What Is A Runabout Boat?

Evidence shows that humans used boats as far back as prehistoric times, with the earliest reports of usage dating back to approximately around 900,000 years ago. So, what exactly is a runabout boat? 

The first runabouts date back to the 1920s. Even then, they were built to be fast and agile. Runabouts were initially manufactured with varnished wooden bodies, with mahogany used for crafting the hulls and oak for the body frame. The aluminum runabouts gained popularity shortly after World War II. Runabouts consist of but are not limited to bowriders, deck boats, jet boats, cuddy boats, and other boats of small sizes. 

Runabout Boats: An Overview

There isn’t an exact definition as to what a runabout boat is. In short, a runabout is a small motorboat with a seating capacity anywhere between four to eight people, and it usually doesn't include a cabin. While not designed for one specific purpose, a runabout is easily maneuverable around water, making it a preferred choice among casual boat enthusiasts. Runabouts have no official size but are mostly considered boats that fall between the mid-teen to the thirty-foot mark. Some of the main reasons why runabouts are a preferred choice among many riders are:

  • Their generally small demeanor makes it inexpensive and easy to maintain.
  • They are lightweight, which means they can usually be towed by your vehicle.
  • The Runabout market is vast, giving you a variety of boats to choose from, depending on your budget.
  • Runabout boats aren’t built for a specific purpose, which allows you to use them for various water-based activities.

Is A Runabout The Best Boat For You?

That depends entirely on your reason for wanting a boat in the first place. As previously mentioned, runabouts aren't necessarily designed for a specific purpose, and therefore, runabouts are more than likely not the best candidate for a particular job. That being said, a runabout is a perfect option for a casual user who would most likely use it for general purposes. These activities may include cruising, beginner-level water sports like tubing, sailing out to cast a few rods, or even just a day out with your friends or family. It would be a great option as runabouts typically offer more seating and comfort features than a traditional fishing boat.

Since runabouts are extremely popular among boat fanatics around the world, the runabout market offers a variety of customizations that can be added (or removed) to your runabout to suit your preference, purpose, and budget, such as:

  • Most runabouts come with the option to be fitted with either a sterndrive or outboard power plant.
  • Runabout owners generally don’t need to purchase additional accessories like Bimini tops, marine electronics, and trailers.
  • Most runabouts can be personalized by including many extra features like stereo systems, premium seating, lighting, upholstery, freshwater showers, and maybe even a mini-fridge to keep your beers cold! All that depends on how much you are willing to shell out.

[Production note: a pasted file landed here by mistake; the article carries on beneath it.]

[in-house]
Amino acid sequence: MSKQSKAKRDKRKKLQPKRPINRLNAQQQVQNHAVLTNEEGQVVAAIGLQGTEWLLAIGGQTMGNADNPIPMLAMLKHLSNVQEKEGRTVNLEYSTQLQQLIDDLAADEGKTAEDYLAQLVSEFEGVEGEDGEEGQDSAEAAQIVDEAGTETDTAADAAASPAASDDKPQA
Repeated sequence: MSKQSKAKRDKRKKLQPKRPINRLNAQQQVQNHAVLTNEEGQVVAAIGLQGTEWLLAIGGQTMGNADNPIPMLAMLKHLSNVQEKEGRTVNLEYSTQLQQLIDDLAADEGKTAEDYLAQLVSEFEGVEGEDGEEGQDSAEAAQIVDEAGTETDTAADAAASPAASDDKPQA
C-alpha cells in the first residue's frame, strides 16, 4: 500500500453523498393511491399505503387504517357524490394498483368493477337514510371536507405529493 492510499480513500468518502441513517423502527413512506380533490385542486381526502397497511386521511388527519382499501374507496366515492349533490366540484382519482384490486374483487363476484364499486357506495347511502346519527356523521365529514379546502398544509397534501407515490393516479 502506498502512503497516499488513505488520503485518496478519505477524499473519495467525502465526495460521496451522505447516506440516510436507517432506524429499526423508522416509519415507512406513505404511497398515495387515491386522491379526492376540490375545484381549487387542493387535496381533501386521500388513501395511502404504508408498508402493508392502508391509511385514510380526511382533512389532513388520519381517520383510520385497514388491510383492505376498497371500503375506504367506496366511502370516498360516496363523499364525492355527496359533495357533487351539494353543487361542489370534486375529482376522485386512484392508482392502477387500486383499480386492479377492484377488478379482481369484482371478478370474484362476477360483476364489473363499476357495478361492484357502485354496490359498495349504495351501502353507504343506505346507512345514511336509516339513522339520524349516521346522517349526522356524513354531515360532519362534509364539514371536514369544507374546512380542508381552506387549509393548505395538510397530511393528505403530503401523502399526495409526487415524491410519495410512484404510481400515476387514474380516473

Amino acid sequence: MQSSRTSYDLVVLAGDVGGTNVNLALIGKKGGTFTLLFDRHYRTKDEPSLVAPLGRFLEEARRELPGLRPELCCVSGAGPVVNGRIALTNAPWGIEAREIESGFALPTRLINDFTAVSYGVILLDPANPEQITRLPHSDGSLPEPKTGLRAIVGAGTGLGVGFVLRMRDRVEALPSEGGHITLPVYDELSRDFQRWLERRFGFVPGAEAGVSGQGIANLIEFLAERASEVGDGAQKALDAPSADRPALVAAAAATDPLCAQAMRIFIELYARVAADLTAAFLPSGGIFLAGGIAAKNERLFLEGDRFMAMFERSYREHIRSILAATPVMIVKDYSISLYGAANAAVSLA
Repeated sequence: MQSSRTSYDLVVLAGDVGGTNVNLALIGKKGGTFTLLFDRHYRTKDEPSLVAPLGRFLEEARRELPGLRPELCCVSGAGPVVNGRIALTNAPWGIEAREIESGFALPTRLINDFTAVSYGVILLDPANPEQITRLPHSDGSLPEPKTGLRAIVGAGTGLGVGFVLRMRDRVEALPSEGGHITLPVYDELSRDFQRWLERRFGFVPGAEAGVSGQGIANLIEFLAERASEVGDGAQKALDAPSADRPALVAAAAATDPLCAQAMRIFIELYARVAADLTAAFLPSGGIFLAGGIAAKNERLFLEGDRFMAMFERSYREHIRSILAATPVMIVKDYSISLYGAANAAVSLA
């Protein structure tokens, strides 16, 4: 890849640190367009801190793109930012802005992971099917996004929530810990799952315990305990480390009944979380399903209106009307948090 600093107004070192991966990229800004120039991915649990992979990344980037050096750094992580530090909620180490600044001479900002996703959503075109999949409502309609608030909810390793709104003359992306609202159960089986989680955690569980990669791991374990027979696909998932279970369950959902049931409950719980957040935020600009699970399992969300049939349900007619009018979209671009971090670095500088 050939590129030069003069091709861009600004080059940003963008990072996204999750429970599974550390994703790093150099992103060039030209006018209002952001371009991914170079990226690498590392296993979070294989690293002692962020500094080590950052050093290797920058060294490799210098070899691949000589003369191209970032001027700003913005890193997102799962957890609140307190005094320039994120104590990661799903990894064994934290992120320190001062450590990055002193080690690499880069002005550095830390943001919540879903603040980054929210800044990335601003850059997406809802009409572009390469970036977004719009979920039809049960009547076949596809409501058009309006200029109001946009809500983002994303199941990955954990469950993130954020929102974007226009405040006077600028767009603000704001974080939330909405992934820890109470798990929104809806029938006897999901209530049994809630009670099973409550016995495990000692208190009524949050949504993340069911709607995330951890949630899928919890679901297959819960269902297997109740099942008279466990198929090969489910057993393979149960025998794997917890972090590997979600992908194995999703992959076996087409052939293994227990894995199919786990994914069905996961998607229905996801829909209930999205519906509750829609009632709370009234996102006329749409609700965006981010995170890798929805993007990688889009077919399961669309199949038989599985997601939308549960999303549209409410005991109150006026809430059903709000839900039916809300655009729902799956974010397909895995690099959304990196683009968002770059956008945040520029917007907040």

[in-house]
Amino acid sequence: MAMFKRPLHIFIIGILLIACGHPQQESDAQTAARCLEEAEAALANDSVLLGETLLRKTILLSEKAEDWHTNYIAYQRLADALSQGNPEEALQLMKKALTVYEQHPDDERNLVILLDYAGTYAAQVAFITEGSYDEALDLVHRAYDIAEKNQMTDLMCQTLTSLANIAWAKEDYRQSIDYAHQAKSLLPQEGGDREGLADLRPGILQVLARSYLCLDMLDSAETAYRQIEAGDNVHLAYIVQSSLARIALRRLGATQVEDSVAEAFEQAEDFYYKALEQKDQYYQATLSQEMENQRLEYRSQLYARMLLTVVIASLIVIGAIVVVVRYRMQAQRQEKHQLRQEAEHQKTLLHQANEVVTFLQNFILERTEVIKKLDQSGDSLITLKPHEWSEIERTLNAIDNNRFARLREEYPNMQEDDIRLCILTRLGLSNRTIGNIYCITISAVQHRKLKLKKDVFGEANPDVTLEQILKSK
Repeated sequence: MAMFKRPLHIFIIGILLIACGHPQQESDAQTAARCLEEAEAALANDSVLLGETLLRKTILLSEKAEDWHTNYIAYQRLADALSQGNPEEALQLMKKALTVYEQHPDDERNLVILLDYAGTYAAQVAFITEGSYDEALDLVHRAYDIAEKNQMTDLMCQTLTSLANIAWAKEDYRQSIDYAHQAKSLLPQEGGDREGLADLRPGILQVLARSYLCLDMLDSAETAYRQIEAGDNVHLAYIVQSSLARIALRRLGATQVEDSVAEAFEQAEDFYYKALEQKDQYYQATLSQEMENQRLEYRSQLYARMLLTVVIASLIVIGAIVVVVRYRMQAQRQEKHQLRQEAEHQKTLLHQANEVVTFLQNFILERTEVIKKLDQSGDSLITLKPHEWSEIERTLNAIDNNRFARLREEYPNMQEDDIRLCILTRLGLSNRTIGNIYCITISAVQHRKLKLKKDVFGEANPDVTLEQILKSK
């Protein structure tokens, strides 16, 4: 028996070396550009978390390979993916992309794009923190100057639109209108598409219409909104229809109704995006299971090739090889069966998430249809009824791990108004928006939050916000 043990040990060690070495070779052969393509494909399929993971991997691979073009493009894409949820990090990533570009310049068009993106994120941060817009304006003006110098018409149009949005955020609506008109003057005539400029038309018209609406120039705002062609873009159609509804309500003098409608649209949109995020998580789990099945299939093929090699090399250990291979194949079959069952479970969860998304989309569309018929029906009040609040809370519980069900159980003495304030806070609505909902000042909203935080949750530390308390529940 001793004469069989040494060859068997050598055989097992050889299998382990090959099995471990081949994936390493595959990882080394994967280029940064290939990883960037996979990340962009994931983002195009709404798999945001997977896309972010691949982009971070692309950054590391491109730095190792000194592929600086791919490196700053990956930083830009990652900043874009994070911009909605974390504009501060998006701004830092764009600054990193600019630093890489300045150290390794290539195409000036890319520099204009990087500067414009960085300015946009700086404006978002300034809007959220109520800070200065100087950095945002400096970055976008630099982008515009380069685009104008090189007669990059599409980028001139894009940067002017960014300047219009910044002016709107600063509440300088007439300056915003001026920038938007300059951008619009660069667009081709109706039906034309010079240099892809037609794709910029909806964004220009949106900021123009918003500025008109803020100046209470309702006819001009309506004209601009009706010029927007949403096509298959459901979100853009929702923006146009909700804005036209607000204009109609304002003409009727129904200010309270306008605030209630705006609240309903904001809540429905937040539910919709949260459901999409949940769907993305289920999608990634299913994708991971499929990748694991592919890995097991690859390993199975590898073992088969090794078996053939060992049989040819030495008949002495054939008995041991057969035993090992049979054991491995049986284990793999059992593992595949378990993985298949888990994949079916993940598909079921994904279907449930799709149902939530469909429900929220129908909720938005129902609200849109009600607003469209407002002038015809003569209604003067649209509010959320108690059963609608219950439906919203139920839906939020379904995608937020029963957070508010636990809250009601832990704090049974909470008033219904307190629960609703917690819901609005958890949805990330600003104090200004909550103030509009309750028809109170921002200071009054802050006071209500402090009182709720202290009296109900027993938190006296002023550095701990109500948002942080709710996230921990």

Sterndrives Or Outboards?

Runabouts usually come in one of two power plant configurations, sterndrives or outboards. Some people may prefer sterndrive power plants as they share similarities with automotive engines, making them easier to work on and maintain. Also, choosing a sterndrive will allow a larger swim platform to be attached to the transom or a large sun pad above the motor box.

On the flip side, outboard power plants have been the most preferred choice as modern four-stroke outboard power plants have proven to be less expensive than your standard sterndrives. Also, they are exceptionally reliable and are much quieter and smoother when in function.

Disadvantages Of Owning A Runabout Boat

Runabouts, in all their glory, have a few inherent disadvantages that owners must be aware of. The disadvantages are related directly to the one thing that also contributes to its popularity: its small size. 

Here are some things to consider before you make your purchase.

  • Runabouts cannot accommodate a large number of people. A family of six would typically be considered a full crew. If you plan to entertain, you might want to consider something slightly larger.
  • It isn't a good idea for a runabout to be out in deep seas or sail through heavy weather. Runabouts are built primarily for patrolling still and open waters during ideal weather conditions.
  • The small profile of a runabout means that it comes with a small fuel tank, resulting in a limited range of travel.
  • Their general use design means that you probably won’t be taking part in any high-speed motorsports or reeling in metric tons of fish. In fact, fishing rods will likely be about as far as you go.


What is the final verdict? A runabout is a perfect starter if you are new to boating. Given the proper knowledge and investment, a runabout will open doors to various water-based recreational activities that you can enjoy by yourself or with company. Boating will also connect you with people with similar interests, making you a part of a unique community that some boat enthusiasts have dedicated their entire lives to. If you are still convinced that you want to get your hands on one at the end of this article, it might be time to set sail!